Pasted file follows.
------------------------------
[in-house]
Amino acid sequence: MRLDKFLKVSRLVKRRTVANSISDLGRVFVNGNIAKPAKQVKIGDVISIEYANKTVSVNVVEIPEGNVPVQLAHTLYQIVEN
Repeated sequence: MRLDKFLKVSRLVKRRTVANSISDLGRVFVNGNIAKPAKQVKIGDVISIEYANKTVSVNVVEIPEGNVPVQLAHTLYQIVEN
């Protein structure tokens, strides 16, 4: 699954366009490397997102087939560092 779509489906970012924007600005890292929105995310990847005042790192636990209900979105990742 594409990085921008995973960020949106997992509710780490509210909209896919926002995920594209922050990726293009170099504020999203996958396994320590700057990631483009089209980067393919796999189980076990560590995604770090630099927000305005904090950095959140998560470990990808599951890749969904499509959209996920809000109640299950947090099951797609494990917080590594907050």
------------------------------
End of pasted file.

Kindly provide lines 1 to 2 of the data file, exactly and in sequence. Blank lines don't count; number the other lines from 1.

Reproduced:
[in-house]
Amino acid sequence: MRLDKFLKVSRLVKRRTVANSISDLGRVFVNGNIAKPAKQVKIGDVISIEYANKTVSVNVVEIPEGNVPVQLAHTLYQIVEN